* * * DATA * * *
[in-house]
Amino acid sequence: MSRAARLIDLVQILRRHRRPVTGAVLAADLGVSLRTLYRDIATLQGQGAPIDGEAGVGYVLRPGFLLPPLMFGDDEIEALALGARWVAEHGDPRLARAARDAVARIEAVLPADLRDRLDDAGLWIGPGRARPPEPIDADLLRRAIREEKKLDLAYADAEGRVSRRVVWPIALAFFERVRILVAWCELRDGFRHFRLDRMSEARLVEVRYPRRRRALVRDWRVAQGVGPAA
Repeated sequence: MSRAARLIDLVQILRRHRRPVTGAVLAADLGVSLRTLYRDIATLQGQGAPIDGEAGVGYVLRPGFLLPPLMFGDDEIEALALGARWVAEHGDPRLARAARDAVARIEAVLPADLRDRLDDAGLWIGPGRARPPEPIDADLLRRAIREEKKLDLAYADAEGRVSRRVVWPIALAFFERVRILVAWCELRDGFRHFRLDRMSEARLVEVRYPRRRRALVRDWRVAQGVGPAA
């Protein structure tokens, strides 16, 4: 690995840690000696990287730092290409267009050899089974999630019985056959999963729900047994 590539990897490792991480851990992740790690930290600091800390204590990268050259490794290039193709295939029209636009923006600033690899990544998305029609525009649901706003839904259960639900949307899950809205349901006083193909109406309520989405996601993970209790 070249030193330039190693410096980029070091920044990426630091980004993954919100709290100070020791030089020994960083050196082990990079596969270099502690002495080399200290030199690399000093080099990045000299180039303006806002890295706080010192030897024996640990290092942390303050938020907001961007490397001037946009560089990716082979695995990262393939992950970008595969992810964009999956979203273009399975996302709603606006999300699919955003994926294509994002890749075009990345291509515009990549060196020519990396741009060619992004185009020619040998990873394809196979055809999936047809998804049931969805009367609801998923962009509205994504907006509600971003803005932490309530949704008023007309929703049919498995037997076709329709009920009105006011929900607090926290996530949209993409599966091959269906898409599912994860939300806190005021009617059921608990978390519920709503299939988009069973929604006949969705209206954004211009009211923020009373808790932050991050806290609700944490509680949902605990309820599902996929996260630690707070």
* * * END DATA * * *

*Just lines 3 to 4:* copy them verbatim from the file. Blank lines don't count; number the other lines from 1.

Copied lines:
Repeated sequence: MSRAARLIDLVQILRRHRRPVTGAVLAADLGVSLRTLYRDIATLQGQGAPIDGEAGVGYVLRPGFLLPPLMFGDDEIEALALGARWVAEHGDPRLARAARDAVARIEAVLPADLRDRLDDAGLWIGPGRARPPEPIDADLLRRAIREEKKLDLAYADAEGRVSRRVVWPIALAFFERVRILVAWCELRDGFRHFRLDRMSEARLVEVRYPRRRRALVRDWRVAQGVGPAA
């Protein structure tokens, strides 16, 4: 690995840690000696990287730092290409267009050899089974999630019985056959999963729900047994 590539990897490792991480851990992740790690930290600091800390204590990268050259490794290039193709295939029209636009923006600033690899990544998305029609525009649901706003839904259960639900949307899950809205349901006083193909109406309520989405996601993970209790 070249030193330039190693410096980029070091920044990426630091980004993954919100709290100070020791030089020994960083050196082990990079596969270099502690002495080399200290030199690399000093080099990045000299180039303006806002890295706080010192030897024996640990290092942390303050938020907001961007490397001037946009560089990716082979695995990262393939992950970008595969992810964009999956979203273009399975996302709603606006999300699919955003994926294509994002890749075009990345291509515009990549060196020519990396741009060619992004185009020619040998990873394809196979055809999936047809998804049931969805009367609801998923962009509205994504907006509600971003803005932490309530949704008023007309929703049919498995037997076709329709009920009105006011929900607090926290996530949209993409599966091959269906898409599912994860939300806190005021009617059921608990978390519920709503299939988009069973929604006949969705209206954004211009009211923020009373808790932050991050806290609700944490509680949902605990309820599902996929996260630690707070």